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Sanctions on Cuba under The Trump Administration

Updated: Dec 11, 2023

By Amanda Gonzalez Garcia

Delivering a final blow before leaving office, former President Donald J. Trump authorized a reinstatement of full sanctions against Cuba.

On Jan. 11, 2021, former Secretary of State, Mike Pompeo stated the following via his Twitter account: “Cuba’s continued support for terrorism in the Western Hemisphere must be stopped. Today the United States is returning Cuba to the State Sponsors of Terrorism list to hold the Castro regime accountable for its malign behavior.”

While in office, President Trump was adamant about weakening the communist regime of Cuba. Trump reversed many of the policies under the Obama administration, making it much harder to travel and send remittances.

The Obama administration had restored relations with the island in 2015 as a way to restore diplomatic relations with Cuba after 54 years of ‘separation.’

“We’ve been a part of different blocks of nations in the hemisphere, and we will continue to have profound differences about how to promote peace, security, opportunity, and human rights, but as we normalize our relations, I believe it can help foster a greater sense of unity in the Americas...” said Obama.

On Jan. 12, 2021 Cuba joined North Korea, Syria, and Iran onto the “state of terrorism sponsorship” list. North Korea has been on the list since 2017; Syria, since 1979 and Iran since 1984.

Photo Credit to Condé Nast Traveler

Under a formal review process, the current administration may reverse the decision.

As a candidate, Biden said he did not believe Trump’s move advanced human rights and democracy.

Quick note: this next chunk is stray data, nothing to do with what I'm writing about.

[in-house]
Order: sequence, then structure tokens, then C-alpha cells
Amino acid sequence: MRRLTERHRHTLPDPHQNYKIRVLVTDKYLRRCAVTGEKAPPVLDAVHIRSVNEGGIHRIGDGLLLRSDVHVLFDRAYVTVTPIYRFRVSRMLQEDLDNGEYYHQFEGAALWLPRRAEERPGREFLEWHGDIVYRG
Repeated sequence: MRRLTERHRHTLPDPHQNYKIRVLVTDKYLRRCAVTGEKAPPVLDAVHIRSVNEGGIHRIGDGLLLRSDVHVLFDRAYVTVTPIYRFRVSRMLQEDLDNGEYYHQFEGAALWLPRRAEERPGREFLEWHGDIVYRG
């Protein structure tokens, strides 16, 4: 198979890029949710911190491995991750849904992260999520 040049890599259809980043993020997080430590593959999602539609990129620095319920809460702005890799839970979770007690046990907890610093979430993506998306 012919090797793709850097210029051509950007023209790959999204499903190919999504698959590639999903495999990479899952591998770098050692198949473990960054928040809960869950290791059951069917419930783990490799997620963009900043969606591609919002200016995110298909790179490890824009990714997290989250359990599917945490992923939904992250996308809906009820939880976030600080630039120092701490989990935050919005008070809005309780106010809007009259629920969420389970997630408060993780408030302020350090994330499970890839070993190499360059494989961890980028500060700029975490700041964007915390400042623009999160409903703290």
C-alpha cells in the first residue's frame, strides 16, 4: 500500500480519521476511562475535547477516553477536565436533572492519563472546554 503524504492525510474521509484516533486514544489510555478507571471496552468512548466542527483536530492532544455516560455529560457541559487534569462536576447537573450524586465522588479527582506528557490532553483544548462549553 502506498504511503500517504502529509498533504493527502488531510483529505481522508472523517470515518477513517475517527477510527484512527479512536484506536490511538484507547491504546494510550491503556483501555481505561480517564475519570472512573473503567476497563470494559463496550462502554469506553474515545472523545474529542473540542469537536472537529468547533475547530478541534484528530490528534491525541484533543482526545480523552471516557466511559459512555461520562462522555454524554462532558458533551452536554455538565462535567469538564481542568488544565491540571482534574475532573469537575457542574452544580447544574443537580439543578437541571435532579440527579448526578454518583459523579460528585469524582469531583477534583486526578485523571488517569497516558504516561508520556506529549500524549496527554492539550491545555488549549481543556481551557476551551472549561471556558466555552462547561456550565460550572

“For their part, Cubans are reportedly hopeful for a return to the Obama-era thaw,” said Biden.

The Trump administration had prohibited commerce with business either by or operating under Cuban military, intelligence agencies, and security services since 2017. Also, it banned Americans from travelling to Cuba either individually or for educational or cultural exchanges.

Just months later, the administration threatened to pull its embassy staff from Havana after U.S. diplomats suffered from unexplainable injuries that included hearing loss and cognitive impairment. This incident caused the processing of most visas to be suspended.

The Cuban government denied any involvement in this incident and urged for the United States to not cut any diplomatic ties. The U.S. National Academies of Sciences, Engineering and Medicine found the most plausible explanation to be a targeted and pulsed radio frequency.

While halting all individual travel to the island, the Trump administration also prohibited cruise ships and other watercrafts to sail between the United States and Cuba in June of 2019. Flights from the United States to Cuban cities except Havana were banned.

Under the flight sector, private charter flights were also included as travelers from the United States were blocked from staying at establishments that were linked to the regime. This was accomplished as an effort to keep United States dollars away from a tourism industry that would fund the Cuban regime.

Dr. Leah Blumenfeld, professor of political science, told The Buccaneer that the Trump-enforced travel ban is even more restrictive than what was in place under the George W. Bush administration.

“This cuts off humanitarian and educational exchanges, which affects the people more than government,” said Blumenfeld. “The limitations on business connections also undercuts current efforts within the Diaz-Canel regime to include more market-based elements in the Cuban economy, and for U.S. businesses to engage with any resulting entrepreneurial developments.”

In 2018, the United Nations estimated these sanctions cost Cuba over $130 billion.

This raises the question as to what sanctions will be maintained by the new Biden administration. And, what can this mean for those on the island and their family members? This can also affect money transfers to those in Cuba which will weigh heavily on those impoverished islanders who rely on this method of financial assistance.

Junior Daliana Delgado, a history major who is minoring in political science, is troubled by the new sanctions.

“It mostly hurts the people rather than the communist regime,” she said. “This is especially hard for people like me who have their entire family in Cuba and who aren’t from Havana.”

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